Origins is a recurring new music feature in which an artist must dig into the influences behind their newest track. Today, Iceland’s Ásgeir tells us what it takes to stir “Lazy Giants”.
With his 2017 sophomore record, Afterglow, Icelandic musician Ásgeir turned his sound down a slightly more poppy path than it had walked on his In the Silence debut. There were still the electronica touches and his warm falsetto, of course, only now they played in a larger field. The singer-songwriter has seemed to find a middle ground for his upcoming third full-length, Bury the Moon, as demonstrated on new single “Lazy Giants”.
Like the album’s lead track, “Youth”, this latest song finds Ásgeir returning closer to his folktronica roots. Yet there’s a richness here that certainly comes from his previous effort, synthesizers and horns wrestling with each other behind the building rhythms. The chords Ásgeir strums out appear simple, but as the undercurrent to the tumult of the other instruments, their understated drive keeps the anxiety from boiling over.
“Lazy Giants” comes paired with a music video from directors Guðmundur Kristinn Jónsson and Ásgeir Trausti Einarsson. In the clip, Ásgeir moves incrementally from rural landscapes to urban backdrops. Watch it below.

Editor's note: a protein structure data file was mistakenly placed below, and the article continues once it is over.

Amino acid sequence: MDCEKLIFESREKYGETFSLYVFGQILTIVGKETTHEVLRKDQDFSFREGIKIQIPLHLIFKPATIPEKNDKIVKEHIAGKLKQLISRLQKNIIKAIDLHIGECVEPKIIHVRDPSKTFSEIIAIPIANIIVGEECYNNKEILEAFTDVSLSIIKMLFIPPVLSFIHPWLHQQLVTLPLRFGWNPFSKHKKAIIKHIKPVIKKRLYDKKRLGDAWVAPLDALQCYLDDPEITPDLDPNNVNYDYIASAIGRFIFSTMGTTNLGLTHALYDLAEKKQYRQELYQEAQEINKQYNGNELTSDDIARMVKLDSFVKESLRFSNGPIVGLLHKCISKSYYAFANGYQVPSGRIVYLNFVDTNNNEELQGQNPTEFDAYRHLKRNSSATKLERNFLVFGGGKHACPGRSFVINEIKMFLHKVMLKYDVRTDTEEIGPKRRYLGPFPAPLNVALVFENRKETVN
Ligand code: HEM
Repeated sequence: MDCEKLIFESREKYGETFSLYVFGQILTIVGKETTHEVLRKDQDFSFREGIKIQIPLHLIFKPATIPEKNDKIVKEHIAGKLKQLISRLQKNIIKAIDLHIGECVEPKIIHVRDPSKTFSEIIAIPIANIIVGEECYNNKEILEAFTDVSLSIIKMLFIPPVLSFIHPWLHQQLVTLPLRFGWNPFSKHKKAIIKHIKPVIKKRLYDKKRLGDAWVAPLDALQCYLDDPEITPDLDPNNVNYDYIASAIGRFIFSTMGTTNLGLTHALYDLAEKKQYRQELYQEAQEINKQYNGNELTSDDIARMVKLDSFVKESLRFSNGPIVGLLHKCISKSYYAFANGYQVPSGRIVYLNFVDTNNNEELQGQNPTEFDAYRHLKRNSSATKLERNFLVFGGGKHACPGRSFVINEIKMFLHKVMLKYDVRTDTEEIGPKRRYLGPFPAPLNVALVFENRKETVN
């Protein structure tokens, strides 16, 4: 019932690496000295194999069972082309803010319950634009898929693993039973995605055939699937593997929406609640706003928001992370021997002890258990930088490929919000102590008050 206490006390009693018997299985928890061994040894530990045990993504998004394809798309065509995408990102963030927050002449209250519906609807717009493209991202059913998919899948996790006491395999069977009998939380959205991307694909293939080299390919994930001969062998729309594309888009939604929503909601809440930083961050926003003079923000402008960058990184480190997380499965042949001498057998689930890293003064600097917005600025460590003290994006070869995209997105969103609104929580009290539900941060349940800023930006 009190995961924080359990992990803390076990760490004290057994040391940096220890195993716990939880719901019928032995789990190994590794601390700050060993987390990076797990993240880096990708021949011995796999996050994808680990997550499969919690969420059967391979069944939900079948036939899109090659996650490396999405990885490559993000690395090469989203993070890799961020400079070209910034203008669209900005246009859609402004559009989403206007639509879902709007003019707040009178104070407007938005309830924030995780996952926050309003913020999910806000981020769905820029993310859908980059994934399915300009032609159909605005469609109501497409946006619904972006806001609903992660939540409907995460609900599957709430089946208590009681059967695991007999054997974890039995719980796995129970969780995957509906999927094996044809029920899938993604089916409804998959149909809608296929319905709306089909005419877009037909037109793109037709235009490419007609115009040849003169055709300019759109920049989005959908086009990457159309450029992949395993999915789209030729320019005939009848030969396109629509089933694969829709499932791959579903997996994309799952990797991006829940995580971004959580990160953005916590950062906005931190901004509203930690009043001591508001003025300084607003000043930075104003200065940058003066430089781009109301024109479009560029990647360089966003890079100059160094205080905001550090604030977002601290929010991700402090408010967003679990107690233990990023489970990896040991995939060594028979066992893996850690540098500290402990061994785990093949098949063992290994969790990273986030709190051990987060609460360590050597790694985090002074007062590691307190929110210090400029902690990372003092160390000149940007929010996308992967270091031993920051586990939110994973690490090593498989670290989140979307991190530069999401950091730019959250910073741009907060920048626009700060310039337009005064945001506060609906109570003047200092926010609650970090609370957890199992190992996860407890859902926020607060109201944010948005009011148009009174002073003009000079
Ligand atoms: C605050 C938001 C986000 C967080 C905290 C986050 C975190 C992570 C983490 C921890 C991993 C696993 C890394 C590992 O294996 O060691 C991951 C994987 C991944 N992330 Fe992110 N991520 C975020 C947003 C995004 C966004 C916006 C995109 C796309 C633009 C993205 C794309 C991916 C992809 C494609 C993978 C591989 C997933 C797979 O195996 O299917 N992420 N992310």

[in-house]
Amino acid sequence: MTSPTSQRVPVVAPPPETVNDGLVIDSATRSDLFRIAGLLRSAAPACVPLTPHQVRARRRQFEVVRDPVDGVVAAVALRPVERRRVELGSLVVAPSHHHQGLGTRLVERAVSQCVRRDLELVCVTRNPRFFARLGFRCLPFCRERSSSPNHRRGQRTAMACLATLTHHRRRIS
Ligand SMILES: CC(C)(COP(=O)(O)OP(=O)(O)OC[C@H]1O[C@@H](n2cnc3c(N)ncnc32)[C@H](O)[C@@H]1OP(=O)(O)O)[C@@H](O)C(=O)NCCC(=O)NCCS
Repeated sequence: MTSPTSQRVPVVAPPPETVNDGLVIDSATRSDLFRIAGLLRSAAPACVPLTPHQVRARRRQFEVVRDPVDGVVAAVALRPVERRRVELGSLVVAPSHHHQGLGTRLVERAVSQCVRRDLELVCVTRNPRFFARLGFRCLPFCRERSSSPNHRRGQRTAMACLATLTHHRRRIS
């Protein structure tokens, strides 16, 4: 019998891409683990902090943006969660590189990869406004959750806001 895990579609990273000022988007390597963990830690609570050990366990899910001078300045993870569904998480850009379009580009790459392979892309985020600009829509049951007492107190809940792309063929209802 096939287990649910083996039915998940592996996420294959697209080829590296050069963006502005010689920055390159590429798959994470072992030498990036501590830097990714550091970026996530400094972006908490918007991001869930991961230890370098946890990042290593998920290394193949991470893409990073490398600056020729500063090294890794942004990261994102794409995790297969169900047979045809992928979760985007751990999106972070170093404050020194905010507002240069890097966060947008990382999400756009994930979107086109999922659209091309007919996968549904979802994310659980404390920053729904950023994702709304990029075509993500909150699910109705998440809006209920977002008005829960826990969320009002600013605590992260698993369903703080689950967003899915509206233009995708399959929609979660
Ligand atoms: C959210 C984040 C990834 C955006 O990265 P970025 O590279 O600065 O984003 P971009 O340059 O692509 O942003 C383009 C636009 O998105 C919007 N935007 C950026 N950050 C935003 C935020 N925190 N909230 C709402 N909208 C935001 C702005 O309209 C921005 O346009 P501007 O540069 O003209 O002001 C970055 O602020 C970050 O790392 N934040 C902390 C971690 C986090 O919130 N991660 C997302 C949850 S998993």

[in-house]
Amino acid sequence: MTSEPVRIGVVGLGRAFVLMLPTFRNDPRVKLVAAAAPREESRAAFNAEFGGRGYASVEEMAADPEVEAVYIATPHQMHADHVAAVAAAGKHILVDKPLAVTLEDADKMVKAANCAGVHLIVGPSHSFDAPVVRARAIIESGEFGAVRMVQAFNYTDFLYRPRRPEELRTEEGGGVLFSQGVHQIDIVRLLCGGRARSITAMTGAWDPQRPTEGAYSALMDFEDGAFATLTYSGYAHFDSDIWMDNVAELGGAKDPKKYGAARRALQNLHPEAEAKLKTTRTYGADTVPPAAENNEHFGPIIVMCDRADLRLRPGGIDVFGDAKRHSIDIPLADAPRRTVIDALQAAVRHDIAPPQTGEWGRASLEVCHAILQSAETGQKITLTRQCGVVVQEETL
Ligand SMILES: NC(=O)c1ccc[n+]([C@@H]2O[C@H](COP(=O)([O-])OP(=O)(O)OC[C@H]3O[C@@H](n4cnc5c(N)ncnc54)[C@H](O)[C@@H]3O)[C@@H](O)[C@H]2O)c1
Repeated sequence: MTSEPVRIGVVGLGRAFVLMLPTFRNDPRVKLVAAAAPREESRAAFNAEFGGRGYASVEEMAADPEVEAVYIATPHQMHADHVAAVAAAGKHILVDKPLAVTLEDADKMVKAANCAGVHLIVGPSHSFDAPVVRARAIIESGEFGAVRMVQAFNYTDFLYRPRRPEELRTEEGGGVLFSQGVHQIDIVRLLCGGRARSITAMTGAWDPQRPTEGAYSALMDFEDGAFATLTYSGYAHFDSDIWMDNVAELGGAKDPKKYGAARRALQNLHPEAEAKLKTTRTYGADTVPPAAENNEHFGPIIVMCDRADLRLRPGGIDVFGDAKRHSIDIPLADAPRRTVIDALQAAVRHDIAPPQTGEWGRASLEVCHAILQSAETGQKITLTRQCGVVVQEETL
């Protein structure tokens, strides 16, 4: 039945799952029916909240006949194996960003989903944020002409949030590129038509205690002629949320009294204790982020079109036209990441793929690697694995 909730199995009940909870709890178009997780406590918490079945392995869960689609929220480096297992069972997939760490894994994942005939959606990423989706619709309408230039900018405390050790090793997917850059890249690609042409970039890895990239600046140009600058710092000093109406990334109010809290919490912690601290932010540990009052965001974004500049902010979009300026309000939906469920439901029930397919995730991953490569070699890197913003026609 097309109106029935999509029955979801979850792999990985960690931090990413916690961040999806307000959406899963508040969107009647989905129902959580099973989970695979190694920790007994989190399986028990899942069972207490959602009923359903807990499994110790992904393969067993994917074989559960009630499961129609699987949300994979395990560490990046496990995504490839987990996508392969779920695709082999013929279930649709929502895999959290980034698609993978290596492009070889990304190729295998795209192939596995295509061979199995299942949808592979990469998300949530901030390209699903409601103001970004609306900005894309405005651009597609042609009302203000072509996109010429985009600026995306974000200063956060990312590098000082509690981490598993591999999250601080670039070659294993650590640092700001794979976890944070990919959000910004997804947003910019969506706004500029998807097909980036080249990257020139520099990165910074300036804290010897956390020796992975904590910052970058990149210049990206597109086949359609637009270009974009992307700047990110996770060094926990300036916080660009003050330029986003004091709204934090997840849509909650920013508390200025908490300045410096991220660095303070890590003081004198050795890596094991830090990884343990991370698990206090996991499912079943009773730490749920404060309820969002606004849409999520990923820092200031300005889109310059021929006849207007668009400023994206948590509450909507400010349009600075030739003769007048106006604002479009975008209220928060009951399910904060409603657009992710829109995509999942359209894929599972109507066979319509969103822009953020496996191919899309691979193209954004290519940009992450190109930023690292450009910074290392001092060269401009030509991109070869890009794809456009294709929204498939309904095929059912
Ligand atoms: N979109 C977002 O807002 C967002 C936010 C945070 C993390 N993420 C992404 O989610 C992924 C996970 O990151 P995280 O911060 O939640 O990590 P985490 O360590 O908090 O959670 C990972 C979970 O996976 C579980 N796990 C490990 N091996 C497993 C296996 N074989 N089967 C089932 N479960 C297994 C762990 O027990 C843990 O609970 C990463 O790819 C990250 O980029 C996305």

Bury the Moon (or Sátt in Icelandic) is due out February 7th. Ásgeir will tour Europe and the US behind the LP, and you can find tickets here.
For more on what it took to stir “Lazy Giants”, Ásgeir has dug into the song’s Origins.
We first recorded this song very differently, more like the demo that I recorded for the song a few years ago which I made when I was really into country music and especially Johnny Cash. But then decided to change it in the last days of the recording process. The structure of the song didn’t change but the driving instruments did, the drums first had this train beat going through the whole song and the main driving instrument was an acoustic guitar. We eventually changed the drum beat and had the main instrument be the piano so it wouldn’t sound so county-ish. But that was the first inspiration for the song. We have the first version of the song somewhere.
When the song was recorded we had recently bought a Yamaha upright piano which sounded very nice in an un-perfectly perfect way. And I got the idea of this other version of the song which ended up on the album when I was playing on that piano. We put a little bit of phaser on the piano because it felt right with the flow of the drums, and also because I love Tame Impala.
The lyrical thoughts behind the track came about when my friend Julius Robertsson was looking at the harbour in Reykjavik and thinking that there were big and fancy yachts there, thinking about how fast the city seems to be growing and the last time that happened it exploded in our faces.
Kurt Vile and Courtney Barnett — “Over Everything”:
We wanted to do something simple, something that we could pretty much do ourselves. The idea originally came after watching the video for the song that Kurt Vile and Courtney Barnett made together, song is called “Over Everything”. The simple idea of just a lot of different frames of me playing the song in different locations came from there. The video starts out in the country side and the locations get more urban as we get closer to the end of the song.